Planning mistakes blended families make – planning for retirement more than financial

From

Kirsten Lynn

Six planning mistakes for blended families to avoid Blended families should take a holistic approach to estate planning and how they pass on their wealth, because getting it wrong can cause irreparable damage to their finances and their family relationships, according to Stanford Brown private wealth adviser, Kirsten Lynn.

“Tax effectiveness and asset protection are important, but so too are legacy and the preservation of family bonds,” Ms Lynn says.

“Demographic trends have heralded significant changes in how we plan for intergenerational wealth transfer. Recent decades have seen a rise in longevity, change in family units, relative growth in property prices, a sharp spike in private school fees, and an increase in numbers of dual income professional couples.

“These trends have changed the shape of the estate planning advice for families seeking to protect and pass on their wealth.

Blended families can face particular complexity in planning how to pass on ownership and control of their wealth.” Ms Lynn points to six planning mistakes for blended families to avoid.

Expect a single solution

“Blended families bring more complexity and trade-offs in estate planning, as partners consider the difficult decisions about distributions and appointments,” Ms Lynn says.

“There is no one single solution. Blended families and their advisers will generally settle on a strategy in line with the competing responsibilities and goals, and the emotional and financial trade-offs. What that looks like will vary from family to family. There are simply a lot more options for how and where the wealth should pass.”

Not ask about your beneficiaries’ hopes and expectations

It is important to talk to our loved ones about how we want to pass on our wealth, and why, she says. “It’s not uncommon for couples to realise there is a divergence of views on wealth transfer for the first time in an estate planning lawyer’s office.

“Without asking your family about their hopes and expectations, and without considering the interests of your beneficiaries, you have a greater risk that you won’t achieve your estate planning goals and that there will be a challenge to your estate.”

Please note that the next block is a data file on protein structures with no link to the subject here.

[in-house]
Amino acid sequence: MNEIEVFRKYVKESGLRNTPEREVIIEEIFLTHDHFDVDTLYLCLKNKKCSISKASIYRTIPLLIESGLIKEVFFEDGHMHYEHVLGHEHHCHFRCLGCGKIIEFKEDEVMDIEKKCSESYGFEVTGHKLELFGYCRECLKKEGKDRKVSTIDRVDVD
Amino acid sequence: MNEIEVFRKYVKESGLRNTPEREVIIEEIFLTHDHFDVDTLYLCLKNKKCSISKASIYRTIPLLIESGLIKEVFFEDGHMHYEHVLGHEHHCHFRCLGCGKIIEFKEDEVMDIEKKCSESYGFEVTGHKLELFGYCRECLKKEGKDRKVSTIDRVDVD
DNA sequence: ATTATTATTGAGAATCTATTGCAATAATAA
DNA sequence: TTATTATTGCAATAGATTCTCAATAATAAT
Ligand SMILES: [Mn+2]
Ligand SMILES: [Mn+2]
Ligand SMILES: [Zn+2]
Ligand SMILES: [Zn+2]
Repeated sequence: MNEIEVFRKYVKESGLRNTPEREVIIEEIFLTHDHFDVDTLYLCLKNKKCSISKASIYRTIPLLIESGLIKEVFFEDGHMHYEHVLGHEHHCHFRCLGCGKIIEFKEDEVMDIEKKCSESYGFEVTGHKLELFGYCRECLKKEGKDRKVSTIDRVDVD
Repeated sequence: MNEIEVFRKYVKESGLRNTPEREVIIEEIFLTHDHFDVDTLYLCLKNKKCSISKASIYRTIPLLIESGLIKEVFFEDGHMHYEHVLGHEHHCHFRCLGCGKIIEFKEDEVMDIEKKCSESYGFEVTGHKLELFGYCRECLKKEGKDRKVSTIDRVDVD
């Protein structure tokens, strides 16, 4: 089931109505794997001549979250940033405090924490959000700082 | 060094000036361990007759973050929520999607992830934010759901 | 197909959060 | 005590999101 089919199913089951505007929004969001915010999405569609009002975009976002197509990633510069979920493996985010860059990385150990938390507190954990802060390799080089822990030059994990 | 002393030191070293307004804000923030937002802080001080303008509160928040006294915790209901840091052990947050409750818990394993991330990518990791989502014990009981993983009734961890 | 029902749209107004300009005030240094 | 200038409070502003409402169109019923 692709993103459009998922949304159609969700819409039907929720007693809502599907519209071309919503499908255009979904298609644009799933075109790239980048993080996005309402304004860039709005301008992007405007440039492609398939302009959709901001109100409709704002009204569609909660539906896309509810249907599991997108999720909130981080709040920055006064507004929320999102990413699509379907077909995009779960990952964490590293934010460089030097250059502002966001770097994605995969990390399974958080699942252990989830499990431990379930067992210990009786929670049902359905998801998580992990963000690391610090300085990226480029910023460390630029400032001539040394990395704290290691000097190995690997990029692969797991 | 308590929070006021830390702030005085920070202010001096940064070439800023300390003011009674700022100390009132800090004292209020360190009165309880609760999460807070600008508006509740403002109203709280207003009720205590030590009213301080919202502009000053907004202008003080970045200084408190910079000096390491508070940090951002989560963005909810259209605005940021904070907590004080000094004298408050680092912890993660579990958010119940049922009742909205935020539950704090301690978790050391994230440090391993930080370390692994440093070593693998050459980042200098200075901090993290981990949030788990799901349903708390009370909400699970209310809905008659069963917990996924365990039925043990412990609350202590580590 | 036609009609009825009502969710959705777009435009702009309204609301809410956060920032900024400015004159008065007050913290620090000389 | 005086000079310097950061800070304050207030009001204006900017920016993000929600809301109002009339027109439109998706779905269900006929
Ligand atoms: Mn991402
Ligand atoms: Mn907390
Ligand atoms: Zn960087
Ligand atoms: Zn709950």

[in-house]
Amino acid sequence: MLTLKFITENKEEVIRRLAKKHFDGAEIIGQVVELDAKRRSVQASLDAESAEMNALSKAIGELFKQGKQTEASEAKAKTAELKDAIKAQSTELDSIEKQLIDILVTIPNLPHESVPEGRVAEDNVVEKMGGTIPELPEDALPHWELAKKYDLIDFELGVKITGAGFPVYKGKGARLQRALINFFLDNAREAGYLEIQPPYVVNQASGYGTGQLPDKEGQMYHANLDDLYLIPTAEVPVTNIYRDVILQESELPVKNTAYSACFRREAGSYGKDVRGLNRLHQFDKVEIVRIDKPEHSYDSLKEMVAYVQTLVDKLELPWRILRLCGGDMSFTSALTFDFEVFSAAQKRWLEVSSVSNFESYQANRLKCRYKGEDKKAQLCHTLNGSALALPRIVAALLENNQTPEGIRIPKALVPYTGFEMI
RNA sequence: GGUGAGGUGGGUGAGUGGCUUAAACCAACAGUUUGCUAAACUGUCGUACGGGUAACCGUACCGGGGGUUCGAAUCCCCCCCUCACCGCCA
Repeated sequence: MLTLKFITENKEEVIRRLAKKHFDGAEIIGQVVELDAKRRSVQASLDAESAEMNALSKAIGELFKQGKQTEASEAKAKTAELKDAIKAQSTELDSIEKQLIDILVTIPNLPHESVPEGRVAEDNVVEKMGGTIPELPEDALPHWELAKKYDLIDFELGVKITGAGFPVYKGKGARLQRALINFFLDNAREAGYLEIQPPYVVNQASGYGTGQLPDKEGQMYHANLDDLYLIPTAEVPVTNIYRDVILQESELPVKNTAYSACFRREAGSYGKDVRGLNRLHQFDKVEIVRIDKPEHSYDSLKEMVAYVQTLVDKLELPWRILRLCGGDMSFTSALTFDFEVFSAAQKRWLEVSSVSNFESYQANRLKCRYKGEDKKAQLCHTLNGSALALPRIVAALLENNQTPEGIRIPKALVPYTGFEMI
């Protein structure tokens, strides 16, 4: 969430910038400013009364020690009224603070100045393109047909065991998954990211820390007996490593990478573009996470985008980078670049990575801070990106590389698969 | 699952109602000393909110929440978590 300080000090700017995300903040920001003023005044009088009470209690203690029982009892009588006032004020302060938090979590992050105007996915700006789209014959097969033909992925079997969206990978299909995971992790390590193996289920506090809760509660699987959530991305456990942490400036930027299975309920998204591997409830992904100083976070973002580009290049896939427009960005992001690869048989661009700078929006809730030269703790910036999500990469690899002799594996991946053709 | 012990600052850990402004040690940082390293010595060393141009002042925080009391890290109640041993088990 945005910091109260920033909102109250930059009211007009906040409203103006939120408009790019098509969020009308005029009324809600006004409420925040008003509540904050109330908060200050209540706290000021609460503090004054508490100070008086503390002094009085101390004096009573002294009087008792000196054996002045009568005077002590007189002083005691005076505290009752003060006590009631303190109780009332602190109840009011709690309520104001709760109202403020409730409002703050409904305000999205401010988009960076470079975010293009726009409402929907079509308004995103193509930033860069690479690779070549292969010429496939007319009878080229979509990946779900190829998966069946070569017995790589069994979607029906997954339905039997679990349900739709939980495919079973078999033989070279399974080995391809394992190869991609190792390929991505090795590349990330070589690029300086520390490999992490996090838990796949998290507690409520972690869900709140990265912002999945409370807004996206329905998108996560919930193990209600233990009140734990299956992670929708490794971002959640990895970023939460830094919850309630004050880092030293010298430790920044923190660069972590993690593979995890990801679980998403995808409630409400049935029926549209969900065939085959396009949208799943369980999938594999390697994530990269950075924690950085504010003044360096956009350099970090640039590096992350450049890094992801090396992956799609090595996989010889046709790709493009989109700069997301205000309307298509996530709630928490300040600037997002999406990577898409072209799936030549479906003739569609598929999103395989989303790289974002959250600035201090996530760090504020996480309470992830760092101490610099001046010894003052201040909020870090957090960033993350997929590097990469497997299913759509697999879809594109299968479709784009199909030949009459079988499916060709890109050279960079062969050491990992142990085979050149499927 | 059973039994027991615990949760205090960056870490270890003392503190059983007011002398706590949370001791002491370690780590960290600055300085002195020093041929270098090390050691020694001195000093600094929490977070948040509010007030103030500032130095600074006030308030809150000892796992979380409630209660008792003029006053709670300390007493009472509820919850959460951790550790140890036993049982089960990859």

Focus only on what happens after death

Thinking about transferring your wealth before your death can open up planning opportunities, such as providing help to a child when it is most needed, making a philanthropic gift when you see the impact, or undertaking lifetime restructures of your asset base, Ms Lynn says.

“How you transfer control of your financial decisions during your lifetime can impact the gifts you intended after your death. Whom you appoint and the powers you give them requires careful consideration.”

Intermingle family finances

Couples in subsequent relationships may have accumulated wealth separately and plan for their assets to go back to their own families and children, and it is important to keep this in mind with how you manage your joint finances, she says.

“It’s worth getting advice about how your decisions now affect your plans later on. It is important to take the time to plan before you sell your home or help your partner renovate their house, or before you buy a home as joint tenants,” she says.

Tie your beneficiaries together financially

Life estates and capital reserved trusts are examples of strategies which tie your beneficiaries together after your death and may produce family conflict, Ms Lynn says.

“Consider how and when your children may inherit, and under what circumstances, particularly if your partner is likely to outlive you by some time.”

Assume your family will never be blended

In many first marriages, you and your partner probably agree that you want your wealth to eventually pass to your joint children on the death of the survivor, and you are probably comfortable leaving it all to each other in the first instance, she says.

“However, estate planning is ultimately about planning for protecting your loved ones if anything happens to you. In first marriages, some couples are choosing to acknowledge and plan for the prospect of later remarriage if one of them passes away. They want to protect the wealth they have built together to benefit their children.”

“Ultimately, how you plan for the transfer of your family wealth can help to preserve or contribute to damaging relationships in your family,” Ms Lynn says. “You should consider whether your financial and estate planning recognises your values, your family dynamics, and the goals and interests of the parties involved,” she says.

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